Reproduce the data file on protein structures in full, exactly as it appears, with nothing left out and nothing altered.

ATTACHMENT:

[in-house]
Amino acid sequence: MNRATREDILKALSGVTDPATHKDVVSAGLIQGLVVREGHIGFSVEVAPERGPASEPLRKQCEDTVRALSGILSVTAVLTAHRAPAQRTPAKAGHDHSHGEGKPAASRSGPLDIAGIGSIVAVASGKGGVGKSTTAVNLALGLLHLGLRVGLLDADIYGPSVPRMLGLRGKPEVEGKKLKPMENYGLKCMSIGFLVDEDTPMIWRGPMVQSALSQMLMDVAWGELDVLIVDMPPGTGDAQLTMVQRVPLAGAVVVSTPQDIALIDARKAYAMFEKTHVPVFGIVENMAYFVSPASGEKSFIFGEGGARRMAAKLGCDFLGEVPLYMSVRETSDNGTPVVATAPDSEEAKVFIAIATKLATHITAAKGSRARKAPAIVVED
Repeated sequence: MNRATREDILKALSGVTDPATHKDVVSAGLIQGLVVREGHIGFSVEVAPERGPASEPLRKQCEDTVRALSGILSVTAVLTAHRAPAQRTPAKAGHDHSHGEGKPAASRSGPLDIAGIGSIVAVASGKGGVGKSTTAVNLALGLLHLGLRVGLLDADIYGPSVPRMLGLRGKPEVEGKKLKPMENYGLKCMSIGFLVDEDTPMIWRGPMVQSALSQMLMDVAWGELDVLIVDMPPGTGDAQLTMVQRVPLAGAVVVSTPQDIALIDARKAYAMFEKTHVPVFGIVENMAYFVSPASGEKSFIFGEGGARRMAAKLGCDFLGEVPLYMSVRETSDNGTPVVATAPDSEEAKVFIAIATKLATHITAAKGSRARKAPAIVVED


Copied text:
[in-house]
Amino acid sequence: MNRATREDILKALSGVTDPATHKDVVSAGLIQGLVVREGHIGFSVEVAPERGPASEPLRKQCEDTVRALSGILSVTAVLTAHRAPAQRTPAKAGHDHSHGEGKPAASRSGPLDIAGIGSIVAVASGKGGVGKSTTAVNLALGLLHLGLRVGLLDADIYGPSVPRMLGLRGKPEVEGKKLKPMENYGLKCMSIGFLVDEDTPMIWRGPMVQSALSQMLMDVAWGELDVLIVDMPPGTGDAQLTMVQRVPLAGAVVVSTPQDIALIDARKAYAMFEKTHVPVFGIVENMAYFVSPASGEKSFIFGEGGARRMAAKLGCDFLGEVPLYMSVRETSDNGTPVVATAPDSEEAKVFIAIATKLATHITAAKGSRARKAPAIVVED
Repeated sequence: MNRATREDILKALSGVTDPATHKDVVSAGLIQGLVVREGHIGFSVEVAPERGPASEPLRKQCEDTVRALSGILSVTAVLTAHRAPAQRTPAKAGHDHSHGEGKPAASRSGPLDIAGIGSIVAVASGKGGVGKSTTAVNLALGLLHLGLRVGLLDADIYGPSVPRMLGLRGKPEVEGKKLKPMENYGLKCMSIGFLVDEDTPMIWRGPMVQSALSQMLMDVAWGELDVLIVDMPPGTGDAQLTMVQRVPLAGAVVVSTPQDIALIDARKAYAMFEKTHVPVFGIVENMAYFVSPASGEKSFIFGEGGARRMAAKLGCDFLGEVPLYMSVRETSDNGTPVVATAPDSEEAKVFIAIATKLATHITAAKGSRARKAPAIVVED